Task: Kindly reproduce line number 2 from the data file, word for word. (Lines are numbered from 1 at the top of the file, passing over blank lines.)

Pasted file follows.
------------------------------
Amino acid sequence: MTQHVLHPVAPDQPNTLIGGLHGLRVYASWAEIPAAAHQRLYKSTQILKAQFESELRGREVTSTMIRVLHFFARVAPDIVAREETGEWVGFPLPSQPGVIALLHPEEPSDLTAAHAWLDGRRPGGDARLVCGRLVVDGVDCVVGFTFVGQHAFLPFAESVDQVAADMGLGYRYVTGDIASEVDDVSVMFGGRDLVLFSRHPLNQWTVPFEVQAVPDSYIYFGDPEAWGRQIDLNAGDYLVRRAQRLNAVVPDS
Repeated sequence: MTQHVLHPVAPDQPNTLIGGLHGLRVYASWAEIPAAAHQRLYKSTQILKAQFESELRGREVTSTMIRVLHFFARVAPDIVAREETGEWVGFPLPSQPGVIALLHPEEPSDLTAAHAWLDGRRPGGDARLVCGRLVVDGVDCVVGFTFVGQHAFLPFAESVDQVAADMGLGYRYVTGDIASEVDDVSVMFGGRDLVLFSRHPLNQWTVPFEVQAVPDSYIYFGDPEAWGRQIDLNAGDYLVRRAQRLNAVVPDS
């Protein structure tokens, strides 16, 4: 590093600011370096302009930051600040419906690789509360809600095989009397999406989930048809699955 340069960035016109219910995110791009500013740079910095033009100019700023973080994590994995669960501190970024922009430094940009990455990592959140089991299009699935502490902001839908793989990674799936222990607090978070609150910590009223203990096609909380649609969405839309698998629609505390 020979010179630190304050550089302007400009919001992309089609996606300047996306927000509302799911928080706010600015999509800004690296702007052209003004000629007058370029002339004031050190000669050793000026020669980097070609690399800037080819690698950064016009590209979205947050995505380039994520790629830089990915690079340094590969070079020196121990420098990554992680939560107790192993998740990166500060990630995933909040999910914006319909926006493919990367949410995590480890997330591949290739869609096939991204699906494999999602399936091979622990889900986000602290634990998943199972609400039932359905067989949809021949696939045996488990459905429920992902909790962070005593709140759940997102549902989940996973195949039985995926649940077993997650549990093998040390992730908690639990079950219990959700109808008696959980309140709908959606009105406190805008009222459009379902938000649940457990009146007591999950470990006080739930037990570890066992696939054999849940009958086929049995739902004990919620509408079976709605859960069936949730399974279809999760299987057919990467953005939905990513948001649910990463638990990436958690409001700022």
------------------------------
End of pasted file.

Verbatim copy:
Repeated sequence: MTQHVLHPVAPDQPNTLIGGLHGLRVYASWAEIPAAAHQRLYKSTQILKAQFESELRGREVTSTMIRVLHFFARVAPDIVAREETGEWVGFPLPSQPGVIALLHPEEPSDLTAAHAWLDGRRPGGDARLVCGRLVVDGVDCVVGFTFVGQHAFLPFAESVDQVAADMGLGYRYVTGDIASEVDDVSVMFGGRDLVLFSRHPLNQWTVPFEVQAVPDSYIYFGDPEAWGRQIDLNAGDYLVRRAQRLNAVVPDS